American Citizens Are Behaving Rationally – Government is Not


Recent statistics out from lenders, credit card companies, and mortgage service agencies show that consumers are still having a tough time paying bills but that credit card debt balances are lower than they were 3 years ago.

Capital One reported that delinquencies and charge offs are roughly the same month over month from December to January (read HERE) so that even in light of job losses, consumers are cutting back spending and paying off debts – as they should. The great lesson from this mess should be prudence. Prudence means saving and investing – which in turn provides capital for investment which helps business formation and growth which develops new jobs.

The American style of the past 30 years or more, that of stimulating demand by borrowing money we don’t have to buy things now, has gotten us into trouble. Unfortunately, as opposed to the average citizen who is acting rationally by paying down debts and controlling spending (though it be forcefully in some respects), government is behaving most irrationally by spending and borrowing more to try to “spend” our way out of recession. As Jim Rogers says, “the idea that you can solve a problem of too much borrowing and too much spending with MORE borrowing and more spending (Keynesian thinking) is ludicrous.”

If you want more color on the Keynes vs saving/investment/free markets debate, watch the video from my previous post “Keynes vs Hayek” (see side list of recent posts).

As we have discussed before on this site, focusing on consumption gives the economy a quick fix, a boost, and makes people feel that things are improving (like the bailouts of 2008-09), but getting drunk on over stimulus leads to later pain and just delaying the problem. Investment creates slower growth, often too slow for the average politician’s political life (House terms are only 2 years), but it creates REAL, LASTING growth that supports itself. Take some time to learn about this other perspective – if you are particularly nerdy, go to the Mises Institute’s website Here: Ludwig Von Mises comes from the Austrian School of economics which counts Mises and F.A. Hayek among others as critical contributors. Keynes has dominated the 20th century, a century in which Austrian school thinking of patience and investment was often disregarded. perhaps it is finally time, now that we are all drunk from too much C+G (Keynes broke down Spending in terms of Consumption, Investment,  & Government – C+I+G), to reconsider.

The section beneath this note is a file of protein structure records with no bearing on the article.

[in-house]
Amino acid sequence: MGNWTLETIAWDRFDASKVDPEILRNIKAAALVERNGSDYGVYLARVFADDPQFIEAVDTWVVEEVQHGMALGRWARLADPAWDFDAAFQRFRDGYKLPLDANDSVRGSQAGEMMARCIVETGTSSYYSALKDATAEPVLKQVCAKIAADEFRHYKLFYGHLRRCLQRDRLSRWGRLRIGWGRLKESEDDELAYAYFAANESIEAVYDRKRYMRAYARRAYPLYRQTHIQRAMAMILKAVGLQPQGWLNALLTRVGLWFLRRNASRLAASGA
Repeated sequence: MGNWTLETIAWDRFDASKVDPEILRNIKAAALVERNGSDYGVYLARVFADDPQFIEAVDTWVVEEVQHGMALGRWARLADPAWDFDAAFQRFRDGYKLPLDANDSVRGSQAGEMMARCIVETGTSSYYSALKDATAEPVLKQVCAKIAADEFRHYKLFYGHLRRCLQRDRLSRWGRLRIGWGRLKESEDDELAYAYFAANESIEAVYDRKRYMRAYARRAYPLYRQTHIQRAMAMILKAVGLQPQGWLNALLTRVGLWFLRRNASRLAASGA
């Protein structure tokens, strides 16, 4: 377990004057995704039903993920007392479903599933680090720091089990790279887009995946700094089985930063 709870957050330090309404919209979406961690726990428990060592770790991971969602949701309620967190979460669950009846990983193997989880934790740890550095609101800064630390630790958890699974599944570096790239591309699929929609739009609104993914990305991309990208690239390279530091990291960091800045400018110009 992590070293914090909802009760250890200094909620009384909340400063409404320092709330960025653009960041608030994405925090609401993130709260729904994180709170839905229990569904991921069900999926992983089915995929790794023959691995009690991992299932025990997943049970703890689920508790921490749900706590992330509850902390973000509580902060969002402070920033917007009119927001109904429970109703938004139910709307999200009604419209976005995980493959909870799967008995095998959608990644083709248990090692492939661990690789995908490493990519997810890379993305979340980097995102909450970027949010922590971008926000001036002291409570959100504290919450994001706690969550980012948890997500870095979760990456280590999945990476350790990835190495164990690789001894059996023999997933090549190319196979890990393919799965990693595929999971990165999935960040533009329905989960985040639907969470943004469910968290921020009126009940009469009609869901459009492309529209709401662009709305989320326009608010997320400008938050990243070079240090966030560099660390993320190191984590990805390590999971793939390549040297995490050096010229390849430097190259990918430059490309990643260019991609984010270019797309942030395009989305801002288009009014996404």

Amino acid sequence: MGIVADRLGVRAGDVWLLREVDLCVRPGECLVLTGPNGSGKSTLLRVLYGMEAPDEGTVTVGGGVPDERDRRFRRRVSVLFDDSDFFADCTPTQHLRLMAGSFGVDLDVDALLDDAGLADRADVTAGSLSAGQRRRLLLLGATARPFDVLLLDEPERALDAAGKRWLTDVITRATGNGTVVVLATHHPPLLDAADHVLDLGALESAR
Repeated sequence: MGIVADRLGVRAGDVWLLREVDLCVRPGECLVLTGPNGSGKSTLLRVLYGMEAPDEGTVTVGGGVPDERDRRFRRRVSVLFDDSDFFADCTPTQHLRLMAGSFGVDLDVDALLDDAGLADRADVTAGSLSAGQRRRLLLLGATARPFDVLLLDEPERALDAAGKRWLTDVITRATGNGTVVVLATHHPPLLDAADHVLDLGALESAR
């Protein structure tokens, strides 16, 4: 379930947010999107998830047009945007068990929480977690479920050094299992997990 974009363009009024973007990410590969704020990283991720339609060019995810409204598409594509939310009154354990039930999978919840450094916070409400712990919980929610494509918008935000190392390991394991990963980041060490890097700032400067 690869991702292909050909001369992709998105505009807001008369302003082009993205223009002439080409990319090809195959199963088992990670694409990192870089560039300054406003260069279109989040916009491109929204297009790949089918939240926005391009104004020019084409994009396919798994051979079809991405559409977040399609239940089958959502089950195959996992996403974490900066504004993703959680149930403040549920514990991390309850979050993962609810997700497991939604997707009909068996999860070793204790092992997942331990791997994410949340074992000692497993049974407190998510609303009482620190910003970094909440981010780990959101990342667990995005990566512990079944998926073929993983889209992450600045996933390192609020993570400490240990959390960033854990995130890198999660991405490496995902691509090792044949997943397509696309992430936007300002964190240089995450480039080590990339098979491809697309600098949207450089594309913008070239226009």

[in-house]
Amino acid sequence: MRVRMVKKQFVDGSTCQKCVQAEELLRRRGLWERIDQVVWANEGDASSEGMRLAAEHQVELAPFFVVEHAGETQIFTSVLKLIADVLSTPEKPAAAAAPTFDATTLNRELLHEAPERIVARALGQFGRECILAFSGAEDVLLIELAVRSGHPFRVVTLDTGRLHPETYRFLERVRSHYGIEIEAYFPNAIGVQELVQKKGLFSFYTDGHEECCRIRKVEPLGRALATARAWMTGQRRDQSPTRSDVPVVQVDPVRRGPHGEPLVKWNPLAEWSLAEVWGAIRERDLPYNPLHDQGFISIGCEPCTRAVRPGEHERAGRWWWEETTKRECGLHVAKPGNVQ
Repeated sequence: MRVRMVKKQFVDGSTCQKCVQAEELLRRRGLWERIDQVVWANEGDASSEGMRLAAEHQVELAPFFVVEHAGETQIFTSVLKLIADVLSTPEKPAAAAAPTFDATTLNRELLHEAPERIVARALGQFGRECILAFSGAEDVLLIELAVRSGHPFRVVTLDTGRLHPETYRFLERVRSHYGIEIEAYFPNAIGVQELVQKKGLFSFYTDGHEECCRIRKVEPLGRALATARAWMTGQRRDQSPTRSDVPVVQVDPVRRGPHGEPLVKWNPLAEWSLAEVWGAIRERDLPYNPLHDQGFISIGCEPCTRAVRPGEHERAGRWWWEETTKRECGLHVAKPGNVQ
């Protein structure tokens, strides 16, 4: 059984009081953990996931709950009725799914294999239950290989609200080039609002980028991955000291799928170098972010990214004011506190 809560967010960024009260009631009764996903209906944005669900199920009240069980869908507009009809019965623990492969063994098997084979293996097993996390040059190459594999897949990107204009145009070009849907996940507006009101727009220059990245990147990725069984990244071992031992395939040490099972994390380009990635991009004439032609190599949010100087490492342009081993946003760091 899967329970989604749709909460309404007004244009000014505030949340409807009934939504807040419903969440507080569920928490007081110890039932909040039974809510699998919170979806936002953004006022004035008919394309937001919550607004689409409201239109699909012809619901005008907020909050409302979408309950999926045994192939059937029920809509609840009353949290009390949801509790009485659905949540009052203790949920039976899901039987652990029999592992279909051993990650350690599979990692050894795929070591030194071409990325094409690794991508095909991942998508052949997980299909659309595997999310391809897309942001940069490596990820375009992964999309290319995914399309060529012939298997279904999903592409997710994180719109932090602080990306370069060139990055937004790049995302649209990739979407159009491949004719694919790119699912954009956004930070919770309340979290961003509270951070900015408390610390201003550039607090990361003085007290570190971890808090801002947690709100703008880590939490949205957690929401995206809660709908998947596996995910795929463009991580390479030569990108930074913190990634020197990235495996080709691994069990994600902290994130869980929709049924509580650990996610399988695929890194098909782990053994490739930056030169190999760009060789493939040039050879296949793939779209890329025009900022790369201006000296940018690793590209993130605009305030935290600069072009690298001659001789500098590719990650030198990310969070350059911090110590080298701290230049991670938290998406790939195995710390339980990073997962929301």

I have been recently adding Austrian thinkers to my list of reading – intuitively it makes sense to me, now I will delve into the academics of it and test my thinking. Join me on this journey if you like, however I think it will be a long road of study!

For a good outline of Keynesianism, try HERE

Just got wind of this – great article from Niall Ferguson regarding government spending. Here’s a quote from hsi great FT article:

“What we in the western world are about to learn is that there is no such thing as a Keynesian free lunch. Deficits did not “save” us half so much as monetary policy – zero interest rates plus quantitative easing – did. First, the impact of government spending (the hallowed “multiplier”) has been much less than the proponents of stimulus hoped. Second, there is a good deal of “leakage” from open economies in a globalised world. Last, crucially, explosions of public debt incur bills that fall due much sooner than we expect”

Read the rest here: FT.COM